A geographical management structure is only suitable for a business that operates in more than one location. It divides the management up between locations, which may actually result in different managerial styles in each location. This type of organization within a business allows each branch of the structure to make decisions based on the unique supply-and-demand needs faced by each location. For example, a location in a low-traffic area may decide to build a larger marketing team. Businesses may choose to employ a geographical structure if they have multiple storefronts in a city, a franchise across a state, or a multi-national business operating in countries around the world. The most common downfall of geographic organizations is that each branch may start making decisions without consulting other branches, which can decrease overall brand strength.


Product-based structure

A product-based ecommerce management structure develops a division of management and employees based on product lines. With this structure, various departments are created based on the products a business sells, and employees are assigned to a specific department. This allows everyone to become an expert regarding the specific product line they’re assigned to. For example, a clothing company may divide its employees into a womenswear and menswear division. This type of structure is most popular with big businesses who sell a wide range of products. However, when used in small businesses, it can help small teams focus on product development to get new items to market faster.


Market-based structure

A market-based management structure is similar to a product-based one. However, instead of creating departments based on a product, divisions are created based on the audiences a business caters to. For example, a web-design business may have individuals, other small businesses, and governments as audience members and potential clients. Different marketing techniques will work best for each audience, so the company would create a division for each. With this structure, the main disadvantage is that each branch may begin working with too much autonomy and too little communication. Marketing techniques may unintentionally weaken those of other branches and some processes may be duplicated, which ultimately leads to time wasted.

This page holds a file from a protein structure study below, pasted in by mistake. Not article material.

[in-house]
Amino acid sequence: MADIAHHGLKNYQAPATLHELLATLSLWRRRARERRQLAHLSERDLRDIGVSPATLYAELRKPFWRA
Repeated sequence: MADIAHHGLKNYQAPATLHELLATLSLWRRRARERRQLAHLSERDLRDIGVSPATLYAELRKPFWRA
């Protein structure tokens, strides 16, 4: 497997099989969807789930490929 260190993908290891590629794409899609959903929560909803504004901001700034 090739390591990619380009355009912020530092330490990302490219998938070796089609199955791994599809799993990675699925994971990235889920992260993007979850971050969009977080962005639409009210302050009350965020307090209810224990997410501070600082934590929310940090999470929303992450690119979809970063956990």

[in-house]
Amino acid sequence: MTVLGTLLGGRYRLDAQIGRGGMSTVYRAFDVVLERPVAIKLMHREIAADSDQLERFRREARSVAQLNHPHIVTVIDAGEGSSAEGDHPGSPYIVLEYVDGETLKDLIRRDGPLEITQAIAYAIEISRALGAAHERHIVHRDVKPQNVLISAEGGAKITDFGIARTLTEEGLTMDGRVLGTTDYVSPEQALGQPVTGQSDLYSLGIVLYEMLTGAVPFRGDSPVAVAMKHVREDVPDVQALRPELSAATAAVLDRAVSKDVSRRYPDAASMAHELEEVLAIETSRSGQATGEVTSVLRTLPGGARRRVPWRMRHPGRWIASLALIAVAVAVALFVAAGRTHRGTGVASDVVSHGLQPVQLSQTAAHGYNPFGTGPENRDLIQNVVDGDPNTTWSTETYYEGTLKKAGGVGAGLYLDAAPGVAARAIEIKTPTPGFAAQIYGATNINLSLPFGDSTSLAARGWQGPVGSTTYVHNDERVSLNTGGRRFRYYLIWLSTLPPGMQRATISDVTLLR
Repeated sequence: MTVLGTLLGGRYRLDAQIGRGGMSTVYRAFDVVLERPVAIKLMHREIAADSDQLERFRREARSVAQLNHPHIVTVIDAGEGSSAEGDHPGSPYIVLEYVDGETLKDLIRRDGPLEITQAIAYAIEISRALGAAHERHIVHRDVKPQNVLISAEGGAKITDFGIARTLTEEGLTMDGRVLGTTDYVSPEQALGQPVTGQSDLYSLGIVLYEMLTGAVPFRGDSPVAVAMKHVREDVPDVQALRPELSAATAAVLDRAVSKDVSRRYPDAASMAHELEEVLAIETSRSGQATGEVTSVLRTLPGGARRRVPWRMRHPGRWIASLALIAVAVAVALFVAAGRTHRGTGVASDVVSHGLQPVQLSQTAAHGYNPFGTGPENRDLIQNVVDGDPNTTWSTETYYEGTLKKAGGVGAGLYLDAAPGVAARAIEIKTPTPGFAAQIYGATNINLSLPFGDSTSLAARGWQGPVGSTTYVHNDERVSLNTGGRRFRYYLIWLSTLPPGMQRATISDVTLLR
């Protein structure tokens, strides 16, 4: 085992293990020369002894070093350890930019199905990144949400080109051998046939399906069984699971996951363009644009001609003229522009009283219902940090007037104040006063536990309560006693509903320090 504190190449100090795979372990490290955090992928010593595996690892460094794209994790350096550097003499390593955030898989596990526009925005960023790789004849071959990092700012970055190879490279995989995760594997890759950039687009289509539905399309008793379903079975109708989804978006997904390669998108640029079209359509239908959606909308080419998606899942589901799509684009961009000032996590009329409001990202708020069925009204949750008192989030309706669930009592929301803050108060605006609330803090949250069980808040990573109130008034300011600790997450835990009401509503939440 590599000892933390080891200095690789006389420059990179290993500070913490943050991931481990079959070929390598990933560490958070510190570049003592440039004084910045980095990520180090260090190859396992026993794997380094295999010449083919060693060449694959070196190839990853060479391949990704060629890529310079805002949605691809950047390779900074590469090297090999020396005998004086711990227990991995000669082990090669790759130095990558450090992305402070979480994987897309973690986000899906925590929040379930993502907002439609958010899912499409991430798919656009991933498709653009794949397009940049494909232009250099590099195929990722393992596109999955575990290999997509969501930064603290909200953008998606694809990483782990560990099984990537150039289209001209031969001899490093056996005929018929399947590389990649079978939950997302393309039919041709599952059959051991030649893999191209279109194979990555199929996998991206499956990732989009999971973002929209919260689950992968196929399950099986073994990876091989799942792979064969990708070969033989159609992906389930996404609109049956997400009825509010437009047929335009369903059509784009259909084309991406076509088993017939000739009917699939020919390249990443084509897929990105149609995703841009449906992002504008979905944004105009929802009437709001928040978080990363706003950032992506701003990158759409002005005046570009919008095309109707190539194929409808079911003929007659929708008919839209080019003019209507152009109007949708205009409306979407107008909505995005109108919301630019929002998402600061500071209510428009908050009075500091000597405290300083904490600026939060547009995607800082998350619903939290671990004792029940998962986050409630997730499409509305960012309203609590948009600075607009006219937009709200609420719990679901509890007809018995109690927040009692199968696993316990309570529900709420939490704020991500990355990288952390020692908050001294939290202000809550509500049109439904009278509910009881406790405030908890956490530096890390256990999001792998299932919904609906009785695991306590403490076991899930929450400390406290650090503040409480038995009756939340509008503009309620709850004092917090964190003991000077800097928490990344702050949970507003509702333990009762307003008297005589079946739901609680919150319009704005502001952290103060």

Process-based structure

A process-based ecommerce management structure has many similarities to a functional structure. Workers are divided based on the role they perform in the company, such as research and development, marketing and sales, and order fulfillment. Within each role division is a hierarchy that includes entry-level workers and management. However, the process-based structure more clearly outlines how different divisions within a company should communicate with one another. Specifically, this type of structure creates a guideline for how a product should move through a company. For example, once research and development completes their work, the process-based structure dictates that they then pass their work on to the marketers and sales people, who then inform the order fulfillment team of an order that needs to be filled. This type of structure helps improve the speed and efficiency with which a business operates. Its main disadvantage arises when employees are unfamiliar with the system: they may pass work and messages to the wrong people which interrupts smooth workflow.